According to the American Diabetes Association, 29.1 million people in the United States have diabetes. Whether you have diabetes already, just got a diagnosis of prediabetes, or have a history of diabetes in your family, then you should know that you can take steps to control your blood sugar. Weight loss is a key component, as are dietary changes. Let's take a closer look at exactly how you can gain control of your blood sugar...
When it comes to weight loss, even the slightest weight reduction -- like 5-10% of your body weight -- can improve glucose control. For example, if you weigh 200 pounds, the loss of 10-20 pounds over six months can help control your blood sugar levels, lower your A1C levels, and reduce the health risks associated with diabetes.
When in doubt, remember this weight loss rule of thumb: 3500 calories = 1 lb. If you create a 500-calorie deficit daily, then you will lose 1 pound per week.
Do not think of this as another "crash" diet. Crash diets prompt people to lose weight quickly and then gain it back twice as fast. Make healthful eating a practice that you can enjoy for life. Think of the long-term goals of feeling better, staying healthy, having more energy, and enjoying better quality of life. These can be powerful motivational tools.
Aim for Progress, Not Perfection
Adopt a forgiving attitude when it comes to weight loss. You do not have to be perfect every day in order to lose weight. Give yourself a break! Strive for daily progress with your eating and exercise habits. Be sure to set realistic goals and focus on heading in a direction that's right for you. If you have a moment of weakness, forgive yourself, explore why you made that choice, then move on, resolved to do better next time.
Choose the Right Foods:
- Eat foods that are naturally low in calories. You know, like vegetables, fruits, cooked whole grains, beans, and nonfat dairy products.
- Eat a large, low-fat salad every day.
- Follow MyPlate’s advice and fill half your plate with fruits and vegetables at every meal.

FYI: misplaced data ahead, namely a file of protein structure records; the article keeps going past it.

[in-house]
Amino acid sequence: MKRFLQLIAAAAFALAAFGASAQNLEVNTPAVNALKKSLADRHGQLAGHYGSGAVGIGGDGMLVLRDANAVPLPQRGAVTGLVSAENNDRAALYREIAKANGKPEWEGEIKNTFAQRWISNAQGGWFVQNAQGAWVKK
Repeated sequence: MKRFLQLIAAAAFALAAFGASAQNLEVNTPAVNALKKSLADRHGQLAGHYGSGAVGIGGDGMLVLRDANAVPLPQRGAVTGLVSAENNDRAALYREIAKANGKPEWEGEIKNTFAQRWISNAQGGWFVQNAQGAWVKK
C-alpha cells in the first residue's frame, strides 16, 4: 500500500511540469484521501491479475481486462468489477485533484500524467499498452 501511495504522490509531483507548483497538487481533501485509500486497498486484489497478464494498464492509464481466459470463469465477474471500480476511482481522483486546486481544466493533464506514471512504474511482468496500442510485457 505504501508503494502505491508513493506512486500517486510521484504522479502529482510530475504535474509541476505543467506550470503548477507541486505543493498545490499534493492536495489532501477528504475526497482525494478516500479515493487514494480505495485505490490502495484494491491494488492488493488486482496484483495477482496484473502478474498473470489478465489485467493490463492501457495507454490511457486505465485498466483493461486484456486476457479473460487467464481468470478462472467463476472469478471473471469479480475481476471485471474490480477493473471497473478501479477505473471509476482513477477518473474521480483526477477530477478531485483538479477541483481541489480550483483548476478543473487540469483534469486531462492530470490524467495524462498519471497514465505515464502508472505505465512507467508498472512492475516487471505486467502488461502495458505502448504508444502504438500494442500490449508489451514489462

- Increase your fiber intake.
- Decrease the size of the portions you eat, especially meats, refined carbohydrates (like cookies, chips, pretzels, desserts, and baked goods), and fats.
- Heed MyPlate’s warning and avoid oversized portions, especially when dining out.
Practice Healthful Eating Habits:
- Eat small, frequent meals. Do not “starve and stuff.”
- Only eat when you are actually hungry.
- Eat breakfast every day.
- Read food labels. Be aware of the number of servings per package and the calories per serving. Look at the calories versus the grams per serving - if the calorie count is higher than the grams, then the food is calorie-dense.
- Drink at least 64 ounces of water per day.
- Plan your meals ahead of time.
- Do not fall prey to convenience foods.
- Bring breakfast and/or lunch to work; snack on whole fruits, chopped vegetables, and low-fat yogurt or cottage cheese.
Exercise and be More Active:
- Exercise helps decrease insulin resistance and lowers blood sugar levels.
- Slowly increase the amount of exercise you do each day.
- Work your way up to doing 30-60 minutes of continuous activity or several 10 minute intervals throughout the day.
- Incorporate more activity into your daily life. Take the stairs, walk during lunch, and stay on the lookout for new ways to work out.
Because it's American Diabetes Month, and because I love ya, here's a free classic handout with the details from this post.
Looking for more? Visit the Nutrition Education Store! It's chock-full of diabetes education materials...
Stephanie Ronco has been editing for Food and Health Communications since 2011. She graduated from Colorado College magna cum laude with distinction in Comparative Literature. She was elected a member of Phi Beta Kappa in 2008.